I think the design isn't as likeable as the old 998, but that's just a personal thing. I expected more of the motor; it's 'decaffeinated' - not to my taste. Going into bends and holding a line though, it's spectacular.
Eduardo Zampieri, MOTO! - Brazil

It's incredibly stable and precise in bends, although somewhat heavy. It takes a bit to turn it in corners. It has the power and brakes, but is still left behind by the Japanese superbikes .
Guido Kupper, MO - Germany

It's the easiest around the track, but not the most exclusive - especially a red one. In its favour are its excellent Öhlins suspension units and responsive, fuel-injected big twin motor.
Alkis Sinioris, 0-300 - Greece.

Continues to be a precision instrument in twisty areas. The speed in corners is blinding and the ground clearance allows anything. Although it hasn't radial brakes, they are powerful.
Mario Figueiras, Moto - Portugal

The difference in low rev power delivery sets it apart from its rivals and gives the best traction out of corners - and it's the fastest bike here into the corners thanks to the excellent chassis.
Sergi Mejias, El Periodico - Spain.

2004 Honda CBR1000RR Fireblade

HONDA CBR1000RR FIREBLADE

Price £8799
Power 151bhp
Weight 178kg

Comfort 8/9
Chassis 4/9
Motor 6/9
Equipment 6/9
Price 5/9

Final ranking 6/9

The motor doesn't feel as gutsy as the Suzuki, Kawasaki or Yamaha, but it did want to rev more. The Blade has a 600 feel to it - a lot smaller than the Suzuki and you feel like you are sat on top of it rather than in it. The brakes are brilliant - better than the Suzuki's - and close to the ZX-10R's when it comes to power, the handling felt firm and gave a really nice ride. You could always run past the apex, then bring it back in. I went quicker on the Honda than the Suzuki but it didn't feel like I had, which is probably a good sign. The Honda also has a typical Honda refined feeling about it. The damper makes it very stable and where the other 1000s were getting skittish, the Blade never did. - James Whitham

I found the Fireblade the least intimidating 1000. It's typical Honda - you just get on and ride it. Despite having a huge amount of power, it never feels like it will get out of control, and the chassis is superb; totally balanced and very forgiving with excellent brakes. Dull? No, just very, very good. - Jon Urry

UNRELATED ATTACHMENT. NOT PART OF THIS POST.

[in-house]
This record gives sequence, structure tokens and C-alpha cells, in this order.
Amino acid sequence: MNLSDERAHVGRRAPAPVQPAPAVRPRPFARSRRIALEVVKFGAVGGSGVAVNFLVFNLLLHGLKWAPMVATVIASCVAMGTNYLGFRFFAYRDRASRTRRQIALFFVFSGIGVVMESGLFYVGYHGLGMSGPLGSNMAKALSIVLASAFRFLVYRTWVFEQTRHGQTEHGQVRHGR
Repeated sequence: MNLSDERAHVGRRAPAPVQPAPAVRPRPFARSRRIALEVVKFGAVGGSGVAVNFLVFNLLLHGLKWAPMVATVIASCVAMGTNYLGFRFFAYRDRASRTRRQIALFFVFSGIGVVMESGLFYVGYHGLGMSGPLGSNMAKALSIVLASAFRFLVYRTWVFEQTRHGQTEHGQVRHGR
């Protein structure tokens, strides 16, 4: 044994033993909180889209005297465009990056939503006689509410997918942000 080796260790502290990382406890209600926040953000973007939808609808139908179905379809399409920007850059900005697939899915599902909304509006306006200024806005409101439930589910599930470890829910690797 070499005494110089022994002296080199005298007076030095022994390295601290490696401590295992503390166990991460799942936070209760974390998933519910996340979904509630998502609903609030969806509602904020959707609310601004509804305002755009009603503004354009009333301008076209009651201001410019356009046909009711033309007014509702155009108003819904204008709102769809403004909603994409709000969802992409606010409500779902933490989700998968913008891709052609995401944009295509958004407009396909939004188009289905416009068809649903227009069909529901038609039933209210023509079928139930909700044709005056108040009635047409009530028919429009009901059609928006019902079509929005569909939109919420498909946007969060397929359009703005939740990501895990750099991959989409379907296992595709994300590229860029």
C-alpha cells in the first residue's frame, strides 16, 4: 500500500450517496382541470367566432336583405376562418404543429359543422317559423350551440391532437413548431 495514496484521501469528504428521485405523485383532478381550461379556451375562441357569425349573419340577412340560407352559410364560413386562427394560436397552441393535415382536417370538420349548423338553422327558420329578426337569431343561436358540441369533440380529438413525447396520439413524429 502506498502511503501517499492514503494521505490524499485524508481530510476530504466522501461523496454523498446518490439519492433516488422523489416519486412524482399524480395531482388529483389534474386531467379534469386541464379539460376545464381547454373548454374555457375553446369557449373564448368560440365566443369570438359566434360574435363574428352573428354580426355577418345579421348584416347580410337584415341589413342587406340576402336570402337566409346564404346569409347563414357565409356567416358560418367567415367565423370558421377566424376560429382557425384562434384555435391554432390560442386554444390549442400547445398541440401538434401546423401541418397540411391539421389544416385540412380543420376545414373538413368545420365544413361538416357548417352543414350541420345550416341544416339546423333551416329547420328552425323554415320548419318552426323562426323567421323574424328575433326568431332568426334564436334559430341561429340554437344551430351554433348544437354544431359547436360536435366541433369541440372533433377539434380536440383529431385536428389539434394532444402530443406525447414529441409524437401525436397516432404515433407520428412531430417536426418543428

2004 Kawasaki ZX-10R Review

KAWASAKI ZX-10R

Price £9045
Power 160bhp
Weight 170kg

Comfort 6/9
Chassis 8/9
Motor 9/9
Equipment 7/9
Price 6/9

Final ranking 8/9

The kawasaki has such a strong engine with two really distinct power surges. Just when you think the power has finished, it takes off again like a bloody rocket. It's the least compromised; this is built to race and no mistake. Generally, the handling is really good but it shakes its head a bit and the front is a bit vague in fast corners. It could really do with a steering damper. The brakes are really good and the slipper clutch works really well, which means you can drag the brakes right up to the corner without fear of the back locking up, although the really tall first gear may also help this. The biggest surprise for me was the size of the ZX-10R: it feels absolutely tiny - even for me - and I'm not that big! - James Whitham

With the ZX-10R you are never sure who is in control - you or the bike. It's immensely powerful and pulls like a bastard all the way through the rev range, but the front never feels planted in corners. It turns in beautifully like a 600, but it feels twitchy on the power, which is worrying. - Jon Urry

Very good engine with excellent mid and high range. Excellent clutch action. Chassis is very rigid, brakes powerful, but not as good as the R1. At the limit, it hasn't the same feel as the R1.
Kent Kunitsugu, Sport Rider - USA

Fantastic! It has incredible power and is almost as agile as a 600. Impressive brakes, good riding position, even for me at 1.88m tall. One criticism: I can't read the rev counter.
Eduardo Zampieri, MOTO! - Brazil

For me, the undisputable winner. Great handling, power is incredible, and the brakes so strong. Shame I haven't got one, but who knows - soon?!
Guido Kupper, MO - Germany

It's a bright green bomb! Accelerates like a rocket, and the engine pushes with incredible energy. It's easy to manoeuvre and place it at the apex. It's light to change direction and gives much confidence. The brakes are world class.
Albert Escoda, Solo Moto - Spain

It's quick, quick, quick! It's so fast and so exciting - but it can go to your head. This Kawa is a welcome surprise not just for the excitement it gives, but for the excellent finish. But you need all five of your senses while riding as you must remain very alert.